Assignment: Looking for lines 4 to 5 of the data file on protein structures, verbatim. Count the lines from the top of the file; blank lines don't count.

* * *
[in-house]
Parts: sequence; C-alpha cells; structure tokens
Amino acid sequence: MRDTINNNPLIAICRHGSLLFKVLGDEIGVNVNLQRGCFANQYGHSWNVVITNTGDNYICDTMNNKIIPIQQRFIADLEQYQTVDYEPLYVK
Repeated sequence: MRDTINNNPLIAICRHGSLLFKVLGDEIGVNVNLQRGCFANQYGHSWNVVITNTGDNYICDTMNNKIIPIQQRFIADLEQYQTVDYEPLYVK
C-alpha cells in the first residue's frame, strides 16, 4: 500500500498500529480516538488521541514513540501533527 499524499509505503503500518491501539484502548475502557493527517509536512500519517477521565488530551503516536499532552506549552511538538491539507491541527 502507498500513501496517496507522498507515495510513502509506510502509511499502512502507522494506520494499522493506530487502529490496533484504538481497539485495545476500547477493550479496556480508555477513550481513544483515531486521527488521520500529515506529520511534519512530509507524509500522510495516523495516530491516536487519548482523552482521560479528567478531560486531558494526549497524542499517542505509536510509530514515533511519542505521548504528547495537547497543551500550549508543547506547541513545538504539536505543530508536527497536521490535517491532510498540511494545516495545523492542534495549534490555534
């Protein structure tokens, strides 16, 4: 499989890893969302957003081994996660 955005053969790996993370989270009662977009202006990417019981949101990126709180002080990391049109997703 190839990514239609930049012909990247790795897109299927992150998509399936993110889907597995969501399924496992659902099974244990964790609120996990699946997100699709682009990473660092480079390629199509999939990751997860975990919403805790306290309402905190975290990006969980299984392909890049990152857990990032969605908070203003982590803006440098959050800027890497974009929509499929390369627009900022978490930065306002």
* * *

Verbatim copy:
Repeated sequence: MRDTINNNPLIAICRHGSLLFKVLGDEIGVNVNLQRGCFANQYGHSWNVVITNTGDNYICDTMNNKIIPIQQRFIADLEQYQTVDYEPLYVK
C-alpha cells in the first residue's frame, strides 16, 4: 500500500498500529480516538488521541514513540501533527 499524499509505503503500518491501539484502548475502557493527517509536512500519517477521565488530551503516536499532552506549552511538538491539507491541527 502507498500513501496517496507522498507515495510513502509506510502509511499502512502507522494506520494499522493506530487502529490496533484504538481497539485495545476500547477493550479496556480508555477513550481513544483515531486521527488521520500529515506529520511534519512530509507524509500522510495516523495516530491516536487519548482523552482521560479528567478531560486531558494526549497524542499517542505509536510509530514515533511519542505521548504528547495537547497543551500550549508543547506547541513545538504539536505543530508536527497536521490535517491532510498540511494545516495545523492542534495549534490555534